Alves said that it was important that his martech organization come forward as a team of marketers who wanted to advance the vision of the company, which meant finding opportunities in the unknown while many people were saying no to new ideas. To do this, his group has collected as much data as possible about the company's technology.
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"We wanted to make sure to be very organized and to have one we could react to," said Alves , who also admitted that it was extremely important, at the beginning of the merger, to choose your battles. "I can not emphasize it too much. There is no need to die on each hill.
Alves believes that anyone who tries to fingerprint each project may not be successful in his or her main mission.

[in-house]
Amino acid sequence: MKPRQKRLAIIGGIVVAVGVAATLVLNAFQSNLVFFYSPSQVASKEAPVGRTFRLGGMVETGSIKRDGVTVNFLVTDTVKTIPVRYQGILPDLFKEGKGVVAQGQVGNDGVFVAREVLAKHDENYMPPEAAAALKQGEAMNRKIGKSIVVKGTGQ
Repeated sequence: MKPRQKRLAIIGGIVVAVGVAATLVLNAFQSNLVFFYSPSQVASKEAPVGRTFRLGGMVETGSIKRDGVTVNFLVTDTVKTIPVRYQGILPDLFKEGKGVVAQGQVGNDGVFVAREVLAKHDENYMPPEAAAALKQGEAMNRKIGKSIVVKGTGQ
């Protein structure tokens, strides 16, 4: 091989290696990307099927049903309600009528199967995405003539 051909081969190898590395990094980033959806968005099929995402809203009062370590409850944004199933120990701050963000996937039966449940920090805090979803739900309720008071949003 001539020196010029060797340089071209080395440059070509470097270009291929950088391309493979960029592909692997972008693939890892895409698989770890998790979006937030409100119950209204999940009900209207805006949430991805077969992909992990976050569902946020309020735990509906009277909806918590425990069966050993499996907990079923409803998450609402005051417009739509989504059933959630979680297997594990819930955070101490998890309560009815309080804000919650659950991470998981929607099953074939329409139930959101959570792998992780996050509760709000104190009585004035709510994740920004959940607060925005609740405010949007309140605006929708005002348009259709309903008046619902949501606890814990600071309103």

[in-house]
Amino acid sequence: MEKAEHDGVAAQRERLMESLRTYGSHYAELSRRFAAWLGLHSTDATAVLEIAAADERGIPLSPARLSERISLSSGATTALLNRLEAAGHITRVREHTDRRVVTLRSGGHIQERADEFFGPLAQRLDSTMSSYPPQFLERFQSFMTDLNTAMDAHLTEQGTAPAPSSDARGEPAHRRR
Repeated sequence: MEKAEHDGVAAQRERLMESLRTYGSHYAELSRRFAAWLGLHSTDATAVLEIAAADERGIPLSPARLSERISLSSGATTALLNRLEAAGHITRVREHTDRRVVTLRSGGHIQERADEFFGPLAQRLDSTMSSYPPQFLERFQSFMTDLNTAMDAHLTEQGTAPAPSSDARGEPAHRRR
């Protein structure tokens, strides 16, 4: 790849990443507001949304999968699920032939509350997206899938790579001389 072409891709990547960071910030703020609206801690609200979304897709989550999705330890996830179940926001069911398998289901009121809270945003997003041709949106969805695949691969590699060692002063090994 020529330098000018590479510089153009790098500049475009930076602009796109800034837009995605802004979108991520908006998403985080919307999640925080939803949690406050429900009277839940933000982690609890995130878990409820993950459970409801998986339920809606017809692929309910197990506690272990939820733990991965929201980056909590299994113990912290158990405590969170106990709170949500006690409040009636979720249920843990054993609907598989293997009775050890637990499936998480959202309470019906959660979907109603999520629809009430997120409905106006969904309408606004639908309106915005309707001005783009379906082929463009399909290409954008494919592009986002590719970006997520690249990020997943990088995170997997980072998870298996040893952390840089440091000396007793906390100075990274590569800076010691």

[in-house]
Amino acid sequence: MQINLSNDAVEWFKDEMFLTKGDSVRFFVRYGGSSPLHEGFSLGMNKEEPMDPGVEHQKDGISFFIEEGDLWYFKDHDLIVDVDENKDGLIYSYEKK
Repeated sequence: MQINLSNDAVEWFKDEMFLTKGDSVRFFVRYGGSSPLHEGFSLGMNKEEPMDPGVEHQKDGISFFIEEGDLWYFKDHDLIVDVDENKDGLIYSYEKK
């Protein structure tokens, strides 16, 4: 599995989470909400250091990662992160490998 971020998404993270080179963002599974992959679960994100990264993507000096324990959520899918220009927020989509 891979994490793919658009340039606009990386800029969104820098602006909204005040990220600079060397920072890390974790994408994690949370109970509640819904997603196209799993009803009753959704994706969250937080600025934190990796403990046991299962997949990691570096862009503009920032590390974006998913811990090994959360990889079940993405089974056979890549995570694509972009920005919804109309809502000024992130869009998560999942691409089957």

Tactical actions to take during the first year. Sharaf and Alves agreed that if you can not find a champion for a given marketing technology tool, then he is gone. "Removing redundancy was also an important task for both Sharaf and Alves at the beginning of the Combination of Multiple Stacks martech.
Alves has been able to reduce three different marketing automation platforms into one platform aligned with his company's customer relationship management system. Phatronics and Polycom's Martech Stacking Phases.
Examining all of your Martech Contracts is another important step to take quickly to allow you to get started. Identify contracts that renew themselves automatically and avoid being locked into a contract with a platform do not plan to use. There are also new opportunities for contract renegotiation as your company's needs for advanced technology grow.